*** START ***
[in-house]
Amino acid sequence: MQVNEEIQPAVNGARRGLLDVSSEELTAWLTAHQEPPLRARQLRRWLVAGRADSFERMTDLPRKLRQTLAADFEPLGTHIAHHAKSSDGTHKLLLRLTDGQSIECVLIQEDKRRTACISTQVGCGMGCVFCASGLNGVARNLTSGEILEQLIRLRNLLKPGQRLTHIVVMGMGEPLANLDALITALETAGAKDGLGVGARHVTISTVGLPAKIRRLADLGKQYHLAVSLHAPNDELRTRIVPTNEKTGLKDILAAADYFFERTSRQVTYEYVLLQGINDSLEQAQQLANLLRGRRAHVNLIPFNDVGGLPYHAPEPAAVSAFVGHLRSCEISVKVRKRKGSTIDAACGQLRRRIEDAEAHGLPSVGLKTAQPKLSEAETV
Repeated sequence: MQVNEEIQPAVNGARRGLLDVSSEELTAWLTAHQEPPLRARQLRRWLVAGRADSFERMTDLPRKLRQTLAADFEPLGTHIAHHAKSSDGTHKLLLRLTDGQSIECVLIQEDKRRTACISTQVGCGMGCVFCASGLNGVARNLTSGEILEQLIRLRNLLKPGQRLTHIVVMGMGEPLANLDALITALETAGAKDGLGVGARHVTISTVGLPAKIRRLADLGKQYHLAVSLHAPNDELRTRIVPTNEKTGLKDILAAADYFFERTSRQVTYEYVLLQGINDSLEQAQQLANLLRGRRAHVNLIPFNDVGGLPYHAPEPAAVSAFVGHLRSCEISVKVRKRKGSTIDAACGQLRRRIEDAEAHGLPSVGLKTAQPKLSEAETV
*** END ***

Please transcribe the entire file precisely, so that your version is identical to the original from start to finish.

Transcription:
[in-house]
Amino acid sequence: MQVNEEIQPAVNGARRGLLDVSSEELTAWLTAHQEPPLRARQLRRWLVAGRADSFERMTDLPRKLRQTLAADFEPLGTHIAHHAKSSDGTHKLLLRLTDGQSIECVLIQEDKRRTACISTQVGCGMGCVFCASGLNGVARNLTSGEILEQLIRLRNLLKPGQRLTHIVVMGMGEPLANLDALITALETAGAKDGLGVGARHVTISTVGLPAKIRRLADLGKQYHLAVSLHAPNDELRTRIVPTNEKTGLKDILAAADYFFERTSRQVTYEYVLLQGINDSLEQAQQLANLLRGRRAHVNLIPFNDVGGLPYHAPEPAAVSAFVGHLRSCEISVKVRKRKGSTIDAACGQLRRRIEDAEAHGLPSVGLKTAQPKLSEAETV
Repeated sequence: MQVNEEIQPAVNGARRGLLDVSSEELTAWLTAHQEPPLRARQLRRWLVAGRADSFERMTDLPRKLRQTLAADFEPLGTHIAHHAKSSDGTHKLLLRLTDGQSIECVLIQEDKRRTACISTQVGCGMGCVFCASGLNGVARNLTSGEILEQLIRLRNLLKPGQRLTHIVVMGMGEPLANLDALITALETAGAKDGLGVGARHVTISTVGLPAKIRRLADLGKQYHLAVSLHAPNDELRTRIVPTNEKTGLKDILAAADYFFERTSRQVTYEYVLLQGINDSLEQAQQLANLLRGRRAHVNLIPFNDVGGLPYHAPEPAAVSAFVGHLRSCEISVKVRKRKGSTIDAACGQLRRRIEDAEAHGLPSVGLKTAQPKLSEAETV